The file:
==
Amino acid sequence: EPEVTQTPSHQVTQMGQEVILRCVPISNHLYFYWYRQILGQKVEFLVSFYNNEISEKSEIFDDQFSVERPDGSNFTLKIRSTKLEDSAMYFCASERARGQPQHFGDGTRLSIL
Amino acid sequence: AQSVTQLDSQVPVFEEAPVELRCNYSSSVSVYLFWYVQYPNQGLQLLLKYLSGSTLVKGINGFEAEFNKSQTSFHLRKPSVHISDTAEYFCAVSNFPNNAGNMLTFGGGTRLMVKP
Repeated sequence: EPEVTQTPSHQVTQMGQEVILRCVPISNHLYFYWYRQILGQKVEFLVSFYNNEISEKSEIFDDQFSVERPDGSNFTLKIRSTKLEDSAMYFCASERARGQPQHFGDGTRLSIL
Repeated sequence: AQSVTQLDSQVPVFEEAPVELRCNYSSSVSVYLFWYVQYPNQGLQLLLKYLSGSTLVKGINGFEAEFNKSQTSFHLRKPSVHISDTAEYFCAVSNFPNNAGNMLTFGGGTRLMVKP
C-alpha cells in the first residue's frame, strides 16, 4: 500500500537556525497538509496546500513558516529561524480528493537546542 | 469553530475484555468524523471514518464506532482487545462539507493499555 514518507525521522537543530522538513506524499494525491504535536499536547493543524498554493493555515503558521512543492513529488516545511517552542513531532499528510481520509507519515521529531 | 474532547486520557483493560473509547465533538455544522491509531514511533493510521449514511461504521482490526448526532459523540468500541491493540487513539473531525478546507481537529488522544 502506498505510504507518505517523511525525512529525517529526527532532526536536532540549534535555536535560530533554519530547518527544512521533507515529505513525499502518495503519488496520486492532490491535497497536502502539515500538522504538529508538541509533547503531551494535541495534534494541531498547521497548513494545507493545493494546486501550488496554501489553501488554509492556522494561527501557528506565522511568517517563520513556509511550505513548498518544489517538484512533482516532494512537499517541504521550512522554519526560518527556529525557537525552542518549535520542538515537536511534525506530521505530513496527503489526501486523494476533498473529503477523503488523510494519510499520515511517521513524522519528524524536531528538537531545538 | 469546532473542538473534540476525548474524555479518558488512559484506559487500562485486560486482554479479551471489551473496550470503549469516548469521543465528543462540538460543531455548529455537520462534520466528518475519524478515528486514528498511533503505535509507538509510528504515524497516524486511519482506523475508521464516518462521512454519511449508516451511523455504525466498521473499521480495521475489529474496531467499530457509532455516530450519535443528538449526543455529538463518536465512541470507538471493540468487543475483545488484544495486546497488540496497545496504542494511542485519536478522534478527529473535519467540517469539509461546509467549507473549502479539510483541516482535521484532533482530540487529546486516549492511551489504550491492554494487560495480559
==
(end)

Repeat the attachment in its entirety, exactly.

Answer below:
Amino acid sequence: EPEVTQTPSHQVTQMGQEVILRCVPISNHLYFYWYRQILGQKVEFLVSFYNNEISEKSEIFDDQFSVERPDGSNFTLKIRSTKLEDSAMYFCASERARGQPQHFGDGTRLSIL
Amino acid sequence: AQSVTQLDSQVPVFEEAPVELRCNYSSSVSVYLFWYVQYPNQGLQLLLKYLSGSTLVKGINGFEAEFNKSQTSFHLRKPSVHISDTAEYFCAVSNFPNNAGNMLTFGGGTRLMVKP
Repeated sequence: EPEVTQTPSHQVTQMGQEVILRCVPISNHLYFYWYRQILGQKVEFLVSFYNNEISEKSEIFDDQFSVERPDGSNFTLKIRSTKLEDSAMYFCASERARGQPQHFGDGTRLSIL
Repeated sequence: AQSVTQLDSQVPVFEEAPVELRCNYSSSVSVYLFWYVQYPNQGLQLLLKYLSGSTLVKGINGFEAEFNKSQTSFHLRKPSVHISDTAEYFCAVSNFPNNAGNMLTFGGGTRLMVKP
C-alpha cells in the first residue's frame, strides 16, 4: 500500500537556525497538509496546500513558516529561524480528493537546542 | 469553530475484555468524523471514518464506532482487545462539507493499555 514518507525521522537543530522538513506524499494525491504535536499536547493543524498554493493555515503558521512543492513529488516545511517552542513531532499528510481520509507519515521529531 | 474532547486520557483493560473509547465533538455544522491509531514511533493510521449514511461504521482490526448526532459523540468500541491493540487513539473531525478546507481537529488522544 502506498505510504507518505517523511525525512529525517529526527532532526536536532540549534535555536535560530533554519530547518527544512521533507515529505513525499502518495503519488496520486492532490491535497497536502502539515500538522504538529508538541509533547503531551494535541495534534494541531498547521497548513494545507493545493494546486501550488496554501489553501488554509492556522494561527501557528506565522511568517517563520513556509511550505513548498518544489517538484512533482516532494512537499517541504521550512522554519526560518527556529525557537525552542518549535520542538515537536511534525506530521505530513496527503489526501486523494476533498473529503477523503488523510494519510499520515511517521513524522519528524524536531528538537531545538 | 469546532473542538473534540476525548474524555479518558488512559484506559487500562485486560486482554479479551471489551473496550470503549469516548469521543465528543462540538460543531455548529455537520462534520466528518475519524478515528486514528498511533503505535509507538509510528504515524497516524486511519482506523475508521464516518462521512454519511449508516451511523455504525466498521473499521480495521475489529474496531467499530457509532455516530450519535443528538449526543455529538463518536465512541470507538471493540468487543475483545488484544495486546497488540496497545496504542494511542485519536478522534478527529473535519467540517469539509461546509467549507473549502479539510483541516482535521484532533482530540487529546486516549492511551489504550491492554494487560495480559